The Works of William Shakespeare: The first, second, and third parts of King Henry VI. The first part of the contention, &c. The true tragedie of Richard Duke of Yorke, and the good King Henry the Sixt. King Richard III

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Macmillan, 1864

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الصفحة 623 - s none else by : Richard loves Richard ; that is, I am I. Is there a murderer here ? No. Yes, I am : Then fly. What, from myself? Great reason why: Lest I revenge. What, myself upon myself ? Alack, I love myself. Wherefore ? for any good That I myself have done unto myself? O, no ! alas, I rather hate myself For hateful deeds committed by myself!
الصفحة 3 - Hung be the heavens with black, yield day to night! Comets, importing change of times and states, Brandish your crystal tresses in the sky, And with them scourge the bad revolting stars That have consented unto Henry's death!
الصفحة 623 - The lights burn blue. It is now dead midnight. Cold fearful drops stand on my trembling flesh. What! do I fear myself? there's none else by Richard loves Richard; that is, I am I.
الصفحة 472 - But I, that am not shap'd for sportive tricks, Nor made to court an amorous looking-glass; I, that am rudely stamp'd, and want love's majesty, To strut before a wanton ambling nymph; I, that am curtail'd of this fair proportion, Cheated of feature by dissembling Nature, Deform'd, unfinish'd, sent before my time Into this breathing world scarce half made up, And that so lamely and unfashionable That dogs bark at me as I halt by them...
الصفحة 505 - All scatter'd in the bottom of the sea. Some lay in dead men's skulls; and, in those holes Where eyes did once inhabit, there were crept (As 'twere in scorn of eyes,) reflecting gems, That woo'd the slimy bottom of the deep, And mock'd the dead bones that lay scatter'd by.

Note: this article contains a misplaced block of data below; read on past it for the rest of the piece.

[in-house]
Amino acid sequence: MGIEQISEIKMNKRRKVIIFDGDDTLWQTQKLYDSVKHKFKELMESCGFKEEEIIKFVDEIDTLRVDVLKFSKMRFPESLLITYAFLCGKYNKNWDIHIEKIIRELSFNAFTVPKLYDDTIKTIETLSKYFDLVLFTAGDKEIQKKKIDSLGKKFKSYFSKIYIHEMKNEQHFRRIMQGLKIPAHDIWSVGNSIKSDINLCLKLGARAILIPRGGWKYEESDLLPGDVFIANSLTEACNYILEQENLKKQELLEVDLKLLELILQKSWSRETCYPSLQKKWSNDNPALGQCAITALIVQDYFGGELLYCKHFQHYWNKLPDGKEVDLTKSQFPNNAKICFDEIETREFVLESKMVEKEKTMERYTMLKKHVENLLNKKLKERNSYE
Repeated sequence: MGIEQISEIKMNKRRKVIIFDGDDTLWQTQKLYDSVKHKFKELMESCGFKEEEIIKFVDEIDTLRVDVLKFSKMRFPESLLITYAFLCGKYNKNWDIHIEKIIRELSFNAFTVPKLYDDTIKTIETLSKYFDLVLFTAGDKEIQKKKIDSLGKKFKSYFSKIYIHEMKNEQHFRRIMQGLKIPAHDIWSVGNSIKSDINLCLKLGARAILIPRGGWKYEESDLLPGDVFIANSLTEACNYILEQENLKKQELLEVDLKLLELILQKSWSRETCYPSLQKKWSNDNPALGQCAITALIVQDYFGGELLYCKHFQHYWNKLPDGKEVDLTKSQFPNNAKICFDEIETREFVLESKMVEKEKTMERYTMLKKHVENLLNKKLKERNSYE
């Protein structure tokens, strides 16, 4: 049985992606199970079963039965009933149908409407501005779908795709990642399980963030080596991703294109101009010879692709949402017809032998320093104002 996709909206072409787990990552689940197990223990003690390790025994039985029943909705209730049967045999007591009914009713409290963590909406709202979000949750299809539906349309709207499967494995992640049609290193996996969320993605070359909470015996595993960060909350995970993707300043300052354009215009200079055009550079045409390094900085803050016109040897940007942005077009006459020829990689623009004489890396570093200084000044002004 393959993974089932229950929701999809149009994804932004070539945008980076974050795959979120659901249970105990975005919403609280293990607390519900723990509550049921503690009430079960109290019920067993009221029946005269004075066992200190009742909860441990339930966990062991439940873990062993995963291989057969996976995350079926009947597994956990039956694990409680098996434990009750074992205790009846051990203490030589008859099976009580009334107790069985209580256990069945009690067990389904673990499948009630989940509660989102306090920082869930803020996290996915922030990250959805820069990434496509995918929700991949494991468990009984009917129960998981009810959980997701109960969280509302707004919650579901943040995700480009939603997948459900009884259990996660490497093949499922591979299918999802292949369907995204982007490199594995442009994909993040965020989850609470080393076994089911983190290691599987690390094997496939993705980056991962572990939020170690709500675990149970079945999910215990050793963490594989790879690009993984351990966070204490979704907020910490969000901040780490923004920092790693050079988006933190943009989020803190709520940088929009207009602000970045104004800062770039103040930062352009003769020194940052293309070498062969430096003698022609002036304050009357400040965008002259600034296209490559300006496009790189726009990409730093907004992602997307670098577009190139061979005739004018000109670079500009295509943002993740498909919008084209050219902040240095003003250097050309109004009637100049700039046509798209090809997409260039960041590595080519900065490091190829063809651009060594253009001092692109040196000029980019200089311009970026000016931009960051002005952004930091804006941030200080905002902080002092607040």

الصفحة 506 - I pass'd, methought, the melancholy flood, With that grim ferryman which poets write of, Unto the kingdom of perpetual night. The first that there did greet my stranger soul, Was my great father-in-law, renowned Warwick; Who cried aloud, 'What scourge for perjury Can this dark monarchy afford false Clarence?
الصفحة 264 - God ! methinks it were a happy life, To be no better than a homely swain; To sit upon a hill, as I do now, To carve out dials quaintly, point by point, Thereby to see the minutes how they run: How many make the hour full complete; How many hours bring about the day ; How many days will finish up the year; How many years a mortal man may live.
الصفحة 624 - And if I die, no soul shall pity me : Nay, wherefore should they, since that I myself Find in myself no pity to myself...
الصفحة 195 - Thou hast most traitorously corrupted the youth of the realm in erecting a grammar school; and whereas, before, our forefathers had no other books but the score and the tally, thou hast caused printing to be used, and, contrary to the king, his crown and dignity, thou hast built a paper-mill. It will be proved to thy face that thou hast men about thee that usually talk of a noun and a verb, and such abominable words as no Christian ear can endure to hear.

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